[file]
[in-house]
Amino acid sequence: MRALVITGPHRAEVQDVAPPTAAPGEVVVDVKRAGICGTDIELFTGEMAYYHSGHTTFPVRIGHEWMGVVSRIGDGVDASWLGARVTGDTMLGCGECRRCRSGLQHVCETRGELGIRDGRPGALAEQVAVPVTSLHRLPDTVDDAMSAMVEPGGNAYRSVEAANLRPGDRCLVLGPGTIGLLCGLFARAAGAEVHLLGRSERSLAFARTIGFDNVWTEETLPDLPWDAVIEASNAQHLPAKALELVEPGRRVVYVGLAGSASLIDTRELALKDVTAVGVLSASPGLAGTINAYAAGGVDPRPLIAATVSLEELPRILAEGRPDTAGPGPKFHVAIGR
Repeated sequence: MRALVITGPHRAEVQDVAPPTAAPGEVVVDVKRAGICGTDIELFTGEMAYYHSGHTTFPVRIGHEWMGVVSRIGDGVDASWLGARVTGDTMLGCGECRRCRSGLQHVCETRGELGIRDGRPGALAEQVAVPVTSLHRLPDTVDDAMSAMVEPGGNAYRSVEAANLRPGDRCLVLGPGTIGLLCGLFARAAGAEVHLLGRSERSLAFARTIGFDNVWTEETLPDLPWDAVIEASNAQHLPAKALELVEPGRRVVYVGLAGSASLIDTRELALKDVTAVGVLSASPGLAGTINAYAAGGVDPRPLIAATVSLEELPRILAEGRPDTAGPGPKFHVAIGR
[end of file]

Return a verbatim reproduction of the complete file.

[in-house]
Amino acid sequence: MRALVITGPHRAEVQDVAPPTAAPGEVVVDVKRAGICGTDIELFTGEMAYYHSGHTTFPVRIGHEWMGVVSRIGDGVDASWLGARVTGDTMLGCGECRRCRSGLQHVCETRGELGIRDGRPGALAEQVAVPVTSLHRLPDTVDDAMSAMVEPGGNAYRSVEAANLRPGDRCLVLGPGTIGLLCGLFARAAGAEVHLLGRSERSLAFARTIGFDNVWTEETLPDLPWDAVIEASNAQHLPAKALELVEPGRRVVYVGLAGSASLIDTRELALKDVTAVGVLSASPGLAGTINAYAAGGVDPRPLIAATVSLEELPRILAEGRPDTAGPGPKFHVAIGR
Repeated sequence: MRALVITGPHRAEVQDVAPPTAAPGEVVVDVKRAGICGTDIELFTGEMAYYHSGHTTFPVRIGHEWMGVVSRIGDGVDASWLGARVTGDTMLGCGECRRCRSGLQHVCETRGELGIRDGRPGALAEQVAVPVTSLHRLPDTVDDAMSAMVEPGGNAYRSVEAANLRPGDRCLVLGPGTIGLLCGLFARAAGAEVHLLGRSERSLAFARTIGFDNVWTEETLPDLPWDAVIEASNAQHLPAKALELVEPGRRVVYVGLAGSASLIDTRELALKDVTAVGVLSASPGLAGTINAYAAGGVDPRPLIAATVSLEELPRILAEGRPDTAGPGPKFHVAIGR